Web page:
Monitoring and evaluation are core activities for many of us working at the Office for National Statistics (ONS). Keeping track of use of our data at ONS is always challenging for our impact and evaluation teams. In addition to standard webpage metrics like Google Analytics, trawling the internet for mentions and acknowledgements of data or ONS, there are other tools that can help us identify outputs and outcomes from use of data.
Digital Object Identifiers (DOIs) are just one of these. They are unique identifiers that make it easier to track online where digital assets have been used in research, policy and the public domain.
What are DOIs?
A DOI is a string of numbers, letters and symbols used to uniquely identify an online publication (article or dataset) and provide it with a permanent web address. It’s like a fingerprint for digital content, which can point to a landing page that describes the asset and how to get hold of it.
Even if a URL for the landing page changes, the DOI will still take users to the original publication or dataset, making it a robust future-proofed citation tool.
Tracking tools can be used to pick up mentions of the DOI in published research papers and reports, media and social media articles, and other online platforms
How can ONS benefit from having DOIs?
I’ve been working on helping implement DOIs and a tracking system for one of the ONS data catalogues – for the Secure Research Service (SRS). This started with bringing together a helpful cross ONS working group to appraise and discuss business and user needs for DOIs within the organisation.
The availability of DOIs for data or publications enables a range of benefits for data producers like us, and research services like the ONS Secure Research Service and the forthcoming cross government Integrated Data Service. These include:
- giving credit to data owners for publishing data and statistics
- supporting tracking of our data and publications, feeding into monitoring and evaluation exercises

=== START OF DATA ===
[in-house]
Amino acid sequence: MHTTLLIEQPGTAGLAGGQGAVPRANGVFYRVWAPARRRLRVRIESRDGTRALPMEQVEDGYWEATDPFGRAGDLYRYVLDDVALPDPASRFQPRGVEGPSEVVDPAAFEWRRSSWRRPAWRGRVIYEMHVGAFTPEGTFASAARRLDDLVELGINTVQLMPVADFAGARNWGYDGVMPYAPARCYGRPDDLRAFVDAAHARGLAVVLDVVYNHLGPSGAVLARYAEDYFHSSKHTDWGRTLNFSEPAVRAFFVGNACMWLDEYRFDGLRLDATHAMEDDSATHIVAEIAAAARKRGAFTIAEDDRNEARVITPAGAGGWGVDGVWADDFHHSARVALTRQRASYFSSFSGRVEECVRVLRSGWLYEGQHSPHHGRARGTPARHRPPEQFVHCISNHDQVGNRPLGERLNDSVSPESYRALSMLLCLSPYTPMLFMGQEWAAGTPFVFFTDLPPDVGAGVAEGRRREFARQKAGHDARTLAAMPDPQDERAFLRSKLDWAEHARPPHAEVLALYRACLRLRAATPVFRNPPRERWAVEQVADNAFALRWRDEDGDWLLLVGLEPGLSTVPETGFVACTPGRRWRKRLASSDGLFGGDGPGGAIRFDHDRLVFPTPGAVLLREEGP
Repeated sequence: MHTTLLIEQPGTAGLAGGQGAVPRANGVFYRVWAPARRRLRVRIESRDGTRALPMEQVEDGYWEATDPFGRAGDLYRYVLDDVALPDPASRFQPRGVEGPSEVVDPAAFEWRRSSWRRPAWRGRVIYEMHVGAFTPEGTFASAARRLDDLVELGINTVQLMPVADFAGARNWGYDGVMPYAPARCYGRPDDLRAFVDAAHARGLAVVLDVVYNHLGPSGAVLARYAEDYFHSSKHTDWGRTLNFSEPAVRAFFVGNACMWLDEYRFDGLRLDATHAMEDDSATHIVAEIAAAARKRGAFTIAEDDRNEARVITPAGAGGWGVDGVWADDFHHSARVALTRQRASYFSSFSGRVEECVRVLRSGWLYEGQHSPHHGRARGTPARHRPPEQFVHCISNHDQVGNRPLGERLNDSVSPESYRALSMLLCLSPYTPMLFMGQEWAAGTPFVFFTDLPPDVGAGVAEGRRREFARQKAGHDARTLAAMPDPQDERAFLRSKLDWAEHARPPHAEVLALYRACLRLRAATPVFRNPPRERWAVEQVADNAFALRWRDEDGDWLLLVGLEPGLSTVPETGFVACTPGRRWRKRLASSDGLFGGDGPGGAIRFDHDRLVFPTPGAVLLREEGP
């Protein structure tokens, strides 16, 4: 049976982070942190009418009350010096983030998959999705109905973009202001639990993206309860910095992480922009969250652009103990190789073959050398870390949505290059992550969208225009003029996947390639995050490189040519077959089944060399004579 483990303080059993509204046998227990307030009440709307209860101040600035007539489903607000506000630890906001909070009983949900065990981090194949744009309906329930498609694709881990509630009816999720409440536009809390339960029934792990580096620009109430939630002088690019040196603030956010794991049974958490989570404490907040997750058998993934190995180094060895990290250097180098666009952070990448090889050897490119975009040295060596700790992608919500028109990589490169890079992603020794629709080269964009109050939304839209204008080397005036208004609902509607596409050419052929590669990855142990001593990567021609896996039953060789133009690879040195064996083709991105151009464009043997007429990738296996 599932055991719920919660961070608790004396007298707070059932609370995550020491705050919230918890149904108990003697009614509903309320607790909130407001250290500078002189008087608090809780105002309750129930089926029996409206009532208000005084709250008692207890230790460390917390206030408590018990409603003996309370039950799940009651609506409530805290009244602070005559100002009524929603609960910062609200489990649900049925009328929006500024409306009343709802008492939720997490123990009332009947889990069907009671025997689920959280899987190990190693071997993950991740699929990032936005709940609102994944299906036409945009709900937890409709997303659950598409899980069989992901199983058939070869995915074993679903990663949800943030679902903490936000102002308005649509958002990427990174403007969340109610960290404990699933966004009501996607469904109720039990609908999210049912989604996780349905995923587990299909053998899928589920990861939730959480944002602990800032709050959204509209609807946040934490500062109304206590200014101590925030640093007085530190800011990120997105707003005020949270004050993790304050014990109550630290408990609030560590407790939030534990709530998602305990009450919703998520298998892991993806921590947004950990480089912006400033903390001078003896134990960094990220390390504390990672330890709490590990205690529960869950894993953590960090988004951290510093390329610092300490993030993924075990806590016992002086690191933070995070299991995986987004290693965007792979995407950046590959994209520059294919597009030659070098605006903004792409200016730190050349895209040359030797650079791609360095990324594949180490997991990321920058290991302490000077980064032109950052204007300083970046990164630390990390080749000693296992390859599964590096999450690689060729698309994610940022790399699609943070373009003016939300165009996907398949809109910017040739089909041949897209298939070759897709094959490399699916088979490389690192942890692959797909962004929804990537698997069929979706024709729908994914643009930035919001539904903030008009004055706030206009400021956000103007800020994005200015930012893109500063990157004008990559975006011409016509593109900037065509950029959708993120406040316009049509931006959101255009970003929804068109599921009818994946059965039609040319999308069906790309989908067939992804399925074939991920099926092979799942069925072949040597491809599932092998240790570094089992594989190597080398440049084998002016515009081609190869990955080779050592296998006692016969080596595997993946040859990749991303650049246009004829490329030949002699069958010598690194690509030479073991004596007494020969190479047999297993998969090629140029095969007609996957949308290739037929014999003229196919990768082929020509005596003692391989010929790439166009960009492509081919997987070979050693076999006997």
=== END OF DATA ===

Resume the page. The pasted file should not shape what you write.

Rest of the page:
- enabling accurate citation and referencing and promoting research transparency
- avoiding future ‘link rot’ by making use of an external registry of key assets, maintained by a trusted external organisation; in the UK, the British Library.
The use of DOIs builds on work we did in 2022 with the ONS Content team to create a standard house style format for citing ONS releases .
What will the Secure Research Service (SRS) pilot tell us?
We are delighted to have rolled out DOIs in October 2022 for the SRS catalogue.
A standard citation for a dataset available in the catalogue is:
One of my team’s roles is to track and showcase impact from the use of the ONS controlled data assets available to researchers. We have set up an Impact Tracking database, and record outputs when analysts tell us what they have done and where to find their publications or communications . Gathering this information involves a lot of manual work and there are many more outputs still to detect! We have implemented Altmetric badges to help capture citations across the wider digital landscape (the red circle). The badge provides a summary of the volume and type of attention a dataset has received.
We are hoping DOIs help us automatically pick up instances where they have cited the data, helping us track use productively.
Our pilot will also allow us to assess what the technical and operational burden is for selected or wider implementation of the DOI system within ONS, and to see whether we are able to track use productively.
Finally, this is the first time DOIs have been made available for any UK government data assets. This early adoption at ONS is seen as a great opportunity to review implementation approaches for wider UK government digital publishing. The Data Standards Authority (DSA) endorsed the adoption of the DOIs across government, as a recommended standard in March 2023.
Campaign to use DOIs
Now that DOIs are available for the SRS data catalogue, we must remind researchers and communicators to use them so that everyone can benefit from improved citation! Help on using our DOIs and catalogue can be found in our FAQ.
We hope that as the DOI standard gains more interest across government publishing, a support community may emerge to help guide on implementation issues.
Please contact IDS.Impact@ons.gov.uk for more information on using DOIs at ONS.
I can’t help singing to myself, ‘I’m giving you good citations’…so I’m hoping DOIs do exactly that!